Holiday House sat down with author and illustrator Jessixa Bagley to discuss her new picture book, Daisy.
Please tell us about your book.
Daisy is a little warthog who feels like she doesn’t quite fit in with the other girls at school. To escape the stresses of her classmates, Daisy finds joy by looking for special overlooked treasures around the forest. She keeps them in a fort that no one knows about. It’s her special place where she’s free to be herself in secret—until a mysterious person starts leaving her things. . . .
What was the inspiration behind the book?
Daisy is my version of the age-old story of being different than the other kids in school. I think growing up as usually one of the only children of color (and almost always the only black kid) at school and my community, I automatically always felt pushed to the outside of things. So I really did have to find myself and my place in the things that I loved to do. Finding art and writing helped me understand who I was from a very young age—those were my treasures.
There are some literary homages in the book as well! Anne of Green Gables inspired the old schoolhouse setting for part of the book (as well as Anne’s outsider experience), The Great Gatsby inspired the idea of a character watching someone from afar (and of course the name of the character “Daisy”), and To Kill a Mockingbird is in there by way of the treasures being left à la Boo Radley. I love all of those books. Because this book is such a universal story, the classic literary illusions really add to the timeless quality I want the book to have.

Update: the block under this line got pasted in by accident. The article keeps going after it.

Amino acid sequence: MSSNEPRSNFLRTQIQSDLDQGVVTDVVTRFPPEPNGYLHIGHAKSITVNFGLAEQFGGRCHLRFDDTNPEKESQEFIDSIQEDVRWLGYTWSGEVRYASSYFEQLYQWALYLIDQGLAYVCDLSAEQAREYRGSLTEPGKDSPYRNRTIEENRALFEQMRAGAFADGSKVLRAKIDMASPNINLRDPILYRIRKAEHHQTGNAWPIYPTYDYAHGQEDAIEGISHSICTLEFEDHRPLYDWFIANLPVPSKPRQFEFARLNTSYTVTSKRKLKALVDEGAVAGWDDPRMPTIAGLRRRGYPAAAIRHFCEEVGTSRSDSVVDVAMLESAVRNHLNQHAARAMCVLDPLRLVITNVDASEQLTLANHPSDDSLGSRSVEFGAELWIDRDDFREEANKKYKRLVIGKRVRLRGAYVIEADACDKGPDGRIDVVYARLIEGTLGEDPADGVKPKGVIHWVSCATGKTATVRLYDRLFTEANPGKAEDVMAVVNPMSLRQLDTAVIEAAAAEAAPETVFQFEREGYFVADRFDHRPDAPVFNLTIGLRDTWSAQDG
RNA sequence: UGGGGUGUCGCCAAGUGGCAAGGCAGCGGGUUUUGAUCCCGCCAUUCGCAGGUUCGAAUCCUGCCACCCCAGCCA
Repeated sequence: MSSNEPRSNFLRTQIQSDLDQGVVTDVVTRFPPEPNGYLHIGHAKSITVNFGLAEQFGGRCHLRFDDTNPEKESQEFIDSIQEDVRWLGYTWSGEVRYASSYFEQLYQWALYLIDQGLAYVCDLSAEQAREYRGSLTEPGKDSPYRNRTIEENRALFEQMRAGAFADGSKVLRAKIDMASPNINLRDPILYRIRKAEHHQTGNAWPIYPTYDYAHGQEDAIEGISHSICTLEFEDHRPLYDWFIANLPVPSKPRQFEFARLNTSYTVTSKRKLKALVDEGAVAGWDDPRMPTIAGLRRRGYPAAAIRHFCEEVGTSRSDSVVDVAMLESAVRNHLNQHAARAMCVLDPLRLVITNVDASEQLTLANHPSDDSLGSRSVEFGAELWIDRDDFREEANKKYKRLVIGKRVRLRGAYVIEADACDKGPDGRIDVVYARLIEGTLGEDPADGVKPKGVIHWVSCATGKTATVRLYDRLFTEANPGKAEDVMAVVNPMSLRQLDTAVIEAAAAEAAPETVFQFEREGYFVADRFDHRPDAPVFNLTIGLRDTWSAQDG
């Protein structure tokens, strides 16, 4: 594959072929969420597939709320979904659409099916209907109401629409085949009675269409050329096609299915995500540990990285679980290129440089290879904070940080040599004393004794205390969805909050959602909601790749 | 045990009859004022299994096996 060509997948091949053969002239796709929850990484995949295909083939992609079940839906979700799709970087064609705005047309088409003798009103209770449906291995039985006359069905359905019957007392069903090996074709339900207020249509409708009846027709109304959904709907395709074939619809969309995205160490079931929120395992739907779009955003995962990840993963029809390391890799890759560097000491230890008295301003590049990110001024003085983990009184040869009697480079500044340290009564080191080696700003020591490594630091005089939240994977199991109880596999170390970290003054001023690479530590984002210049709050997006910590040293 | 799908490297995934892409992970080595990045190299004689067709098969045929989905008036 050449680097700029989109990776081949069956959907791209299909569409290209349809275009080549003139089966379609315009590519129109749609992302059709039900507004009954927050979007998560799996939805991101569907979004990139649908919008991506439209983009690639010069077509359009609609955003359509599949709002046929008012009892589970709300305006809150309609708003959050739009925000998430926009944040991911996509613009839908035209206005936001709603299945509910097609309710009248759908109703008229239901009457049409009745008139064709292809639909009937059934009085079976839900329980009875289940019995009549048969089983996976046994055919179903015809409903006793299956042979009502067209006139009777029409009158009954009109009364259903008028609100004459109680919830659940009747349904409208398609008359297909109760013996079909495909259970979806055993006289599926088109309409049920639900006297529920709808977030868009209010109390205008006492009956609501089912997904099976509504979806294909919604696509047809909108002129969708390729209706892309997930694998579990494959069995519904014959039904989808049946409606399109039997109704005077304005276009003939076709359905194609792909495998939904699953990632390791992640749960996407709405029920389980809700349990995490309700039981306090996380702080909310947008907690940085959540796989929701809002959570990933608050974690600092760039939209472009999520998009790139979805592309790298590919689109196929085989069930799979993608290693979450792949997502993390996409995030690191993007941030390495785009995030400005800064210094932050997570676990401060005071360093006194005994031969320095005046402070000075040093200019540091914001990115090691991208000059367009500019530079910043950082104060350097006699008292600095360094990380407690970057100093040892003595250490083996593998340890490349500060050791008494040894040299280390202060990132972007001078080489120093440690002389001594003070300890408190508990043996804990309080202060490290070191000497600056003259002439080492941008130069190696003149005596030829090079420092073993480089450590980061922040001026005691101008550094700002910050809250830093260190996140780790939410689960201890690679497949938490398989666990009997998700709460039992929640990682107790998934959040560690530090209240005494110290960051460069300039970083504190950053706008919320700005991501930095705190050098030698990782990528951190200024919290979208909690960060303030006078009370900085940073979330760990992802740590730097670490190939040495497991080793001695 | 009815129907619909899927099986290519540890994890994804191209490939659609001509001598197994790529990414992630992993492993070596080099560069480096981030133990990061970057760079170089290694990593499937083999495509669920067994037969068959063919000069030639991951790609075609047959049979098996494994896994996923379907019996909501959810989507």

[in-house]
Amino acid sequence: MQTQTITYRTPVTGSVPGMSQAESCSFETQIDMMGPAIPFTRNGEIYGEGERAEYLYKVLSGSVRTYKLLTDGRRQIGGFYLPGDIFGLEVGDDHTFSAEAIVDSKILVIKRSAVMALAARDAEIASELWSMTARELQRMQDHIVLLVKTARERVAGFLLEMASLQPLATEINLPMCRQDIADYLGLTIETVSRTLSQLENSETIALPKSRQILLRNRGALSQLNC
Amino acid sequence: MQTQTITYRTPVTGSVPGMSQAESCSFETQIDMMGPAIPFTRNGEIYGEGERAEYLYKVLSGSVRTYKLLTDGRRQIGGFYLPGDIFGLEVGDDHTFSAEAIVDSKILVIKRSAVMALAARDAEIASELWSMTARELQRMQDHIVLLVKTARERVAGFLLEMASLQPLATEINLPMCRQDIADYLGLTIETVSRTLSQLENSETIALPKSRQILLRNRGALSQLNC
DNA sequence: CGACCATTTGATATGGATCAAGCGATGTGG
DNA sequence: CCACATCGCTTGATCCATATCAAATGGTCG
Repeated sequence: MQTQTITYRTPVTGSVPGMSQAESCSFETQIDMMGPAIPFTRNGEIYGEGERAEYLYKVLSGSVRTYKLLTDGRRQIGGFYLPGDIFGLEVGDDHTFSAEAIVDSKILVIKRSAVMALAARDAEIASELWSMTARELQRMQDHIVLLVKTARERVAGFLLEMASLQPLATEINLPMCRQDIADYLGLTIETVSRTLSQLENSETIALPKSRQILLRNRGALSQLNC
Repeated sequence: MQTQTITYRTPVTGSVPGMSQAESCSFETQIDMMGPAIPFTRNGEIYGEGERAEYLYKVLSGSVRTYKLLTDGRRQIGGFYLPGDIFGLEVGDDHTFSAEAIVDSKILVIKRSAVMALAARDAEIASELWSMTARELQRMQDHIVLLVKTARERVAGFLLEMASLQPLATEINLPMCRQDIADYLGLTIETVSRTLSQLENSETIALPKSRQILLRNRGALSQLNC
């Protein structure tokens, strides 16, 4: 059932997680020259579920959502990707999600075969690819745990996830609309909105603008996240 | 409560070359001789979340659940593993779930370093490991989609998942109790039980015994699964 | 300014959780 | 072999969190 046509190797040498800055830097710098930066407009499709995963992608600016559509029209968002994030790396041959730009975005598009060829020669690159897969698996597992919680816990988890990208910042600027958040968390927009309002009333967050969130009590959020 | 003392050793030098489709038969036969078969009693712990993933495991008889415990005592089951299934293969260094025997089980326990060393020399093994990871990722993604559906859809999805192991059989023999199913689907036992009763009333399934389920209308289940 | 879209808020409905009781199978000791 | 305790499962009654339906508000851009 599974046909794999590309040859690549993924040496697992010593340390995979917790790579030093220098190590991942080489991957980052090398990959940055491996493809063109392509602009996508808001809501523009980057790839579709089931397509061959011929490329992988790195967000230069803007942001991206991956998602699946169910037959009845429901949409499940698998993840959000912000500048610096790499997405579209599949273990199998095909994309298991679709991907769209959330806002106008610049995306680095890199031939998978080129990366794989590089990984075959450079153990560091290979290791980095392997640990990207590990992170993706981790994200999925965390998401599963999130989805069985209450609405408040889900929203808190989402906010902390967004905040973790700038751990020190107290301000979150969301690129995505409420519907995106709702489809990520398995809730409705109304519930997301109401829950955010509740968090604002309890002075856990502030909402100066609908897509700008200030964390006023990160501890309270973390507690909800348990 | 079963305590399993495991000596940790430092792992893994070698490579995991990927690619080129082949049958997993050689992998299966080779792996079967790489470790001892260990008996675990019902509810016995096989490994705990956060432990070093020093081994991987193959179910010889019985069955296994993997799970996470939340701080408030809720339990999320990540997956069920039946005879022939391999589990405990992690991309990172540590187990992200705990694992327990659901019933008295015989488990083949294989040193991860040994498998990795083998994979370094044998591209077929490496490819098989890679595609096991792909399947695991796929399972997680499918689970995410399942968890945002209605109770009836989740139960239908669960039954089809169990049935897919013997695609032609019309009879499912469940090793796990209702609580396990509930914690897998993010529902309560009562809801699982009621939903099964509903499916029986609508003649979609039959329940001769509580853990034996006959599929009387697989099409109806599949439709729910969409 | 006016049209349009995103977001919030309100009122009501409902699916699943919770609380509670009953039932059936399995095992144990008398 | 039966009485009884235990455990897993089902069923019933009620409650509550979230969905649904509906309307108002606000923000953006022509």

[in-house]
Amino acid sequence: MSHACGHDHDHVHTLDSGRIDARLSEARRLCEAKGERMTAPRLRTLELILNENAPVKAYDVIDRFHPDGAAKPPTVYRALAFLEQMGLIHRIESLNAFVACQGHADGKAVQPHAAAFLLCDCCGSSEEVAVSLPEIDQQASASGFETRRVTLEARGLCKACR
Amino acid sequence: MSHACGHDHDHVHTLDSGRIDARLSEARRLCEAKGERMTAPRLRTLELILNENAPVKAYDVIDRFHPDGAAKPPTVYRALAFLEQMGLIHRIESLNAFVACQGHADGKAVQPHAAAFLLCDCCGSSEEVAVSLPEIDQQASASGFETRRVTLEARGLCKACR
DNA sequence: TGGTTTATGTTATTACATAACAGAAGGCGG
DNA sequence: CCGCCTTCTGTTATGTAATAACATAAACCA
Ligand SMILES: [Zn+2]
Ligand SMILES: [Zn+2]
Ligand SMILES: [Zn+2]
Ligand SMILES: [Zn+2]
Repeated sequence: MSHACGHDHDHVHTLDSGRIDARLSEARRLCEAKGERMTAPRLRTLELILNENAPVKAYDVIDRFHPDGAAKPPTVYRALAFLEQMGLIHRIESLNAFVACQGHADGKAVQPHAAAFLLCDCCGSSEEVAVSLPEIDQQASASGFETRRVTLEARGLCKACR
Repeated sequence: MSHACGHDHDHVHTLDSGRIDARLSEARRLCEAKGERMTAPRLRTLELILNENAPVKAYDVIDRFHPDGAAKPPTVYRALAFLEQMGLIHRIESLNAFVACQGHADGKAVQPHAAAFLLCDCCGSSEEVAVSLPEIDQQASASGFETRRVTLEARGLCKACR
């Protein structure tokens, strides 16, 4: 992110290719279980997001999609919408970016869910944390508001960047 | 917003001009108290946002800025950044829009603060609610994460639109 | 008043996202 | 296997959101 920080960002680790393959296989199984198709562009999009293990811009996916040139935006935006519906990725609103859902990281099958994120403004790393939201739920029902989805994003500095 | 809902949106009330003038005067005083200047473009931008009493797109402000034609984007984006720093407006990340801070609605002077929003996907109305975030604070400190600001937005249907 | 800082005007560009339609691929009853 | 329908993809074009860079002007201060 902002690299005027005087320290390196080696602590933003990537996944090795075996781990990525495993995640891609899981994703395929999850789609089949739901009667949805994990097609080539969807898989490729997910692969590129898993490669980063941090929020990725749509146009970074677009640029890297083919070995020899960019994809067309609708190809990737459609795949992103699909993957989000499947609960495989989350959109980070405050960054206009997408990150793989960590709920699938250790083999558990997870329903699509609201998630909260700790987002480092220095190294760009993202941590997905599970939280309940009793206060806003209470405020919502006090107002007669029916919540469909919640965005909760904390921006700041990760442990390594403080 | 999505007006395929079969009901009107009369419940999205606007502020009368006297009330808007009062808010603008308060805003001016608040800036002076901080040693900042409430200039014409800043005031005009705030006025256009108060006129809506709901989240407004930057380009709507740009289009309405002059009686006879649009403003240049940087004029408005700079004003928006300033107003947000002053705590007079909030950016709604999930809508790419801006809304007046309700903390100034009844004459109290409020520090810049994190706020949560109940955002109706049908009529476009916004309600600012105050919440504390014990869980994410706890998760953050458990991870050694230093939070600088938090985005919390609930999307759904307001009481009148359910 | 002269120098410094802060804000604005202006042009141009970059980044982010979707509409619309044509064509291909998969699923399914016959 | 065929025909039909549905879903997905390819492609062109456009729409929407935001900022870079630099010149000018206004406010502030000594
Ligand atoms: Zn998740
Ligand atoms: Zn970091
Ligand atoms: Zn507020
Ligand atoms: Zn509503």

What makes this book special to you?
This book is very special to me because I get to touch on very real feelings I had about being different in looks than the other girls when I was a kid. I am so happy to be able to bring myself to this story, but also touch on something that is a widely shared experience for young girls. It was also one of the most joyful experiences I’ve had illustrating a book. I really pushed myself early on to embrace a new way of working in order to bring out a more expressive quality in the art. I wanted to be as loose as possible with the painting and drawing. I did many nature studies of forests and studied a lot of Andrew Wyeth paintings to understand my environments better. And when it was time to paint, I went into the most complicated spreads first and always found myself smiling while painting. It’s the most satisfied I’ve felt about the art in a book I think because I had so much fun and confidence when painting it!
What inspired you to write and illustrate, and when did you know you would become an author and illustrator?
My love of picture books and comics when I was a child has always propelled me forward in my art and writing. I loved the art so much in picture books and read them way past the suggested age. I just remember always writing stories and coming up with characters that I could build words and experiences around.
Do you have a local bookstore (or bookstores) you shop at frequently?
I am spoiled that in Seattle we have so many good bookstores! I love my neighborhood bookstore, Queen Anne Book Company, and I try to partner with them for events when I can. I also love Secret Garden Books in Ballard. I do my book launches there. I love Third Place Books, which has locations all around Seattle! I love Elliott Bay Book Company in the Capitol Hill neighborhood of Seattle. And Mercer Street Books in Queen Anne is my favorite used bookstore in the city! It was owned by our friend Debbie, and my husband worked there for years—even taking our son Baxter there during his shifts when Baxter was a baby.